Returning Home After Vacation

Returning Home After Vacation
Returning home after vacation can be stressful. The mailbox is overflowing with bills, catalogs, and a pile of junk mail. The message light on the phone is blinking furiously. The kids are bouncing off the walls and the baby is whiny from the long car trip. You don’t even want to think about what’s waiting for you at the office. If you need a vacation from your vacation, take these six steps to make your next homecoming less stressful.

Step 1. Leave on a good note. Prepare for your homecoming before you leave for your trip. Allow plenty of time to depart, even if it means getting up early, taking extra time off, or skipping soccer practice. Have the kids help neaten the house before you leave; energy and cooperation are usually high before vacation! Catch up on laundry so you aren’t greeted by a mountain of dirty towels.

Step 2. Schedule with your homecoming in mind. If possible, schedule your return flight or drive so you’ll arrive well before dinnertime. This gives you a few hours to unwind before bedtime. Young children are excited to be home and need time to play and stretch their legs. Prior to your trip, buy ingredients for a quick meal to serve the first night back (when everyone is sick of take-out). On your way home make a quick stop for essentials, putting off a full shopping trip until the next day.

Step 3. Pad out your vacation. If possible, take an extra day off to tie up loose ends, catch up on laundry, and deal with any issues that came up while you were gone. Or schedule your trip so that it ends on a Friday. This give you the whole weekend to square things away.

Step 4. Hold the mail. If you asked the post office to hold your mail, don’t pick it up until the next day. Even better, request them to deliver it the day after you get back. Listen to your phone messages if you must, but only deal with those that are truly urgent. Try not to check your email until the kids are in bed. Remember, you’re still on vacation!

Step 4. Unpack right away. No one wants to have suitcases sitting around for weeks. Ask everyone to help unpack for a specified amount of time (maybe 30 minutes). It’s amazing how fast a job gets done when several people work together. If you can’t unpack right away, stash the suitcases in a corner (with orders that no one open them unless they’re unpacking). Make it easier to delay this task by packing a suitcase with essential items before leaving your destination.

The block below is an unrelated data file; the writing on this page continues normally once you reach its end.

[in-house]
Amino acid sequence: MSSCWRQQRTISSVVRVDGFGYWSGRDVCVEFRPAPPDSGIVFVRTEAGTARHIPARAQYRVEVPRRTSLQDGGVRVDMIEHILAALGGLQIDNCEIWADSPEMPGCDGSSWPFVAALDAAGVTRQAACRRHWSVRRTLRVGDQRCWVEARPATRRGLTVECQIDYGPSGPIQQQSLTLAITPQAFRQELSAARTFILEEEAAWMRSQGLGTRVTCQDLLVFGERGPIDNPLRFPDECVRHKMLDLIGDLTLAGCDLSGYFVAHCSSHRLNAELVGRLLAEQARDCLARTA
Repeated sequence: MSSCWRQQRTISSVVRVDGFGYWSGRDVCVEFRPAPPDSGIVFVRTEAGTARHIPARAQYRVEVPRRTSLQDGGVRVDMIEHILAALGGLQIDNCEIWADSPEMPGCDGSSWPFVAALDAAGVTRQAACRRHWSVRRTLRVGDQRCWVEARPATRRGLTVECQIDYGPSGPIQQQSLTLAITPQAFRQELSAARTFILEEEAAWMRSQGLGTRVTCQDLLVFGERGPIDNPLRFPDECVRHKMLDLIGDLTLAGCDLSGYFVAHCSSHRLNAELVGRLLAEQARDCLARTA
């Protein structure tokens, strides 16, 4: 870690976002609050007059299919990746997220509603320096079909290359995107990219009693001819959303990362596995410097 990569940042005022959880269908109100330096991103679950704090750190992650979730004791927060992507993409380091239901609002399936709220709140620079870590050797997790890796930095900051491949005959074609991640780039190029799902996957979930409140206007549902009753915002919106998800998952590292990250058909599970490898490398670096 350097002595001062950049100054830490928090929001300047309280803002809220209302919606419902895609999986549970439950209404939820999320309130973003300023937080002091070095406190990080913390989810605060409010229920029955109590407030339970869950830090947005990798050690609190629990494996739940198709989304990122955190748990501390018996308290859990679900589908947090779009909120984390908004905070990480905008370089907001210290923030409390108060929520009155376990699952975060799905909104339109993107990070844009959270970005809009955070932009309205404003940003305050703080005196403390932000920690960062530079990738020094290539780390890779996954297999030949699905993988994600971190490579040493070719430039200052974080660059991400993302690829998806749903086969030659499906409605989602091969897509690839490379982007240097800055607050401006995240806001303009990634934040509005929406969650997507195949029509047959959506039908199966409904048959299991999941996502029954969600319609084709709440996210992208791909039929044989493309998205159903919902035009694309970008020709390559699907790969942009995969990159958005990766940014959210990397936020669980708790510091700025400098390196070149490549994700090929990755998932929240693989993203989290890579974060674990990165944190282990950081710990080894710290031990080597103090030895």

Step 5. Catch up on the laundry. You have two options to deal with the mountain of laundry that comes with every trip. You can do it yourself (putting an older child in charge of sorting clothes and starting a load while everyone else unpacks) or haul it to the Laundromat. The latter is a convenient option because you can wash and dry everything at once.

Step 6. Plan your next trip. Coming home from vacation can be a let down. The best way to deal is to start planning another trip. So get out a pad of paper during your first dinner back home and jot down ideas for possible destinations for your next family trip.

You Should Also Read:
Taking the Stress Out of Family Travel
Pre-Vacation Checklist
Master Vacation Packing List

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Content copyright © 2022 by Kimberly Misra. All rights reserved.
This content was written by Kimberly Misra. If you wish to use this content in any manner, you need written permission. Contact Tiffiny Spire for details.